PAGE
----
by Steve Jones,
How would you rate episode 12 of
Community score: 4.3
All stories must come to an end, and this tale of the Steel Lady is no exception. Kotoko already delivered her coup de grâce to Rikka's teen idol tulpa last week, so this finale mostly deals with tying a bow on its plot and character threads, while leaving plenty of room for further adventures in the grey space between fact and fiction. It's a low key and confidently executed conclusion, but audience members looking for a particularly meaty hook or justification for this arc's length won't find much in that regard. However, if you're still watching In/Spectre, I would hope you're at least somewhat on board with this show's eccentricities at this point, and since I clearly am, I found this to be a fine note to end on.
With the main plot out of the way, In/Spectre devotes most of its finale's time and space towards letting its characters take a metaphorical sigh of relief. The battle against Rikka and the Steel Lady took its toll on everyone and in unique ways, but it had arguably the profoundest effect on Saki. Unlike Kotoko and Kuro, Saki was never inundated in the world of the supernatural, and she only found herself uncomfortably grazing its surface thanks to her strained relationship with Kuro. She also suffered the most major loss in this arc, with her inquisitive colleague Terada getting his face caved in by Nanase. Nevertheless, she pulled herself together and proved to be both a useful ally and a formidable character able to hold her own against both her immortal ex and his bizarre new girlfriend.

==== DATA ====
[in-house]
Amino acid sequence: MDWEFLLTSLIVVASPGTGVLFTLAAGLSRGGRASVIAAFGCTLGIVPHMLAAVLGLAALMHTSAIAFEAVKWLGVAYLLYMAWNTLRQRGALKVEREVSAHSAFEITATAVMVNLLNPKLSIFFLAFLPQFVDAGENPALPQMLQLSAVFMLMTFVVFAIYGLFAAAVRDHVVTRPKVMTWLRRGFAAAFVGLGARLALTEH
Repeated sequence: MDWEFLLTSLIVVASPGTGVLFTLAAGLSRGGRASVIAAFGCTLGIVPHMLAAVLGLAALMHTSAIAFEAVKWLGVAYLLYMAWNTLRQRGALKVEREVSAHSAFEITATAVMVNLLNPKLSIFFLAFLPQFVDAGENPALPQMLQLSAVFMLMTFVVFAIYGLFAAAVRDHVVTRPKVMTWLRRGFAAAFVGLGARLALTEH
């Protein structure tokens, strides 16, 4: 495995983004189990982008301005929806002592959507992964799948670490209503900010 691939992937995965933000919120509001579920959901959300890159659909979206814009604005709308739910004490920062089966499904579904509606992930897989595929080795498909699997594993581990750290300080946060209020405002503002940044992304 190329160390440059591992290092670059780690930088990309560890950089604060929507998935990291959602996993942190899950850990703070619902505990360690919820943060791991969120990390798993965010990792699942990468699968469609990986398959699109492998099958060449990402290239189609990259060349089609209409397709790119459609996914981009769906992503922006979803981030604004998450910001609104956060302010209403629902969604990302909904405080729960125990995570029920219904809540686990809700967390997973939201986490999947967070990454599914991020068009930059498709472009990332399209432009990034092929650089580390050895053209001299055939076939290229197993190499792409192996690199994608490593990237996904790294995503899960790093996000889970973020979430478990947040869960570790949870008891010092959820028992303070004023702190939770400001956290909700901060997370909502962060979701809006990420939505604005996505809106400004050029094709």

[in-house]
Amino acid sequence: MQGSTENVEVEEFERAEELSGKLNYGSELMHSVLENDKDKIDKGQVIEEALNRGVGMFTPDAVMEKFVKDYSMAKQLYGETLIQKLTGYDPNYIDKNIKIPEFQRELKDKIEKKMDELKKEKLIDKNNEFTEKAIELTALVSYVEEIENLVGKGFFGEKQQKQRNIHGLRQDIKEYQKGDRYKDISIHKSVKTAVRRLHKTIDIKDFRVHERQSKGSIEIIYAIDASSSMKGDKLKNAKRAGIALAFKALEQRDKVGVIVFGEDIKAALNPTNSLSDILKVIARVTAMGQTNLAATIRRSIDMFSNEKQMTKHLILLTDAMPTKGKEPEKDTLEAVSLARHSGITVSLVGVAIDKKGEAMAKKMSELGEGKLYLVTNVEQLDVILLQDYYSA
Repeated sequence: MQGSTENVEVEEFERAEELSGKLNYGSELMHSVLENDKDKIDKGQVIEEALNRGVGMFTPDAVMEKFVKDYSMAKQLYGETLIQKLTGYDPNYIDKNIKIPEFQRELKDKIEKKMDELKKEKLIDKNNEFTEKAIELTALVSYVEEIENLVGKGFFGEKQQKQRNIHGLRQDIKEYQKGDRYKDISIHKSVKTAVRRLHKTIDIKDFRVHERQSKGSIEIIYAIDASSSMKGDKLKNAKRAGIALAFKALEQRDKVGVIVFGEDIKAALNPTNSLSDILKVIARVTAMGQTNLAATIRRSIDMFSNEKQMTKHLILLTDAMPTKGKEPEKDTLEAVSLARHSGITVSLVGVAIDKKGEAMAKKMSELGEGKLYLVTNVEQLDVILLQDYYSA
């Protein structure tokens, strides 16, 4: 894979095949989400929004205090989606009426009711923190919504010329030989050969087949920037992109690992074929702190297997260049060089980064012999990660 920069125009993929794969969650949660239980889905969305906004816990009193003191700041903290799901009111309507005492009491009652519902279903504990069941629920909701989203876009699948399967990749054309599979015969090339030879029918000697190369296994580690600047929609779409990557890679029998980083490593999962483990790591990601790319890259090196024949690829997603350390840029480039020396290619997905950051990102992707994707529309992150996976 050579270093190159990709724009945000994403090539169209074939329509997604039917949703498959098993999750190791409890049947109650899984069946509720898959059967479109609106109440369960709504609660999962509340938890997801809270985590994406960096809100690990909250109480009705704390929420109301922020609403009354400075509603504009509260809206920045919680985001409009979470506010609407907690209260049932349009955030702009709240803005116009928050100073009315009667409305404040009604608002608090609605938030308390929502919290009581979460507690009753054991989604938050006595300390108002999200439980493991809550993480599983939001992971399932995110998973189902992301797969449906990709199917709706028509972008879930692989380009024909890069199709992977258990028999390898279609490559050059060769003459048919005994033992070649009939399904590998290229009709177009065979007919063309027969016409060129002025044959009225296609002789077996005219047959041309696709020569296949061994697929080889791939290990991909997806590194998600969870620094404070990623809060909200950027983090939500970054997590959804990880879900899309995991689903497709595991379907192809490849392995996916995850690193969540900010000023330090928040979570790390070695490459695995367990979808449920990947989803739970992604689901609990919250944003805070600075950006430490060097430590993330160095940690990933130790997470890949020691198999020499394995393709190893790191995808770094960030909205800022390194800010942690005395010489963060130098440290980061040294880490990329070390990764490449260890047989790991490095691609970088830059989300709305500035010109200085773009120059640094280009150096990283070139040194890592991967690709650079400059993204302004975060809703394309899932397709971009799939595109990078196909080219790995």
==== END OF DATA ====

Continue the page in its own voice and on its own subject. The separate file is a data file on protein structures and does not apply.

In/Spectre remains quick to pounce on Saki's past relationship Kuro as a humorously exaggerated source of anxiety for Kotoko, but I appreciate that Saki's actual interactions with Kuro remain refreshingly adult and heartfelt. Saki had previously retained a fair amount of trauma from the end of their relationship—a consequence of her inability to deal with his inhumanity and the frightened yokai who came with it—but this finale sees her finally able to start moving on. She and Kuro accept their mutual incompatibility with a renewed sense of mutual understanding. Ironically, they're probably closer in this instance than they ever were when they were engaged, with Kuro no longer having to hide a huge part of himself, and Saki able to properly sort through her feelings. While they may not see each other again, I'm sure they'd both stick their necks out for each other should either of them need help in the future. I certainly do love me some melodrama, but it's also nice to see two exes with emotional intelligence calmly resolve to be friends.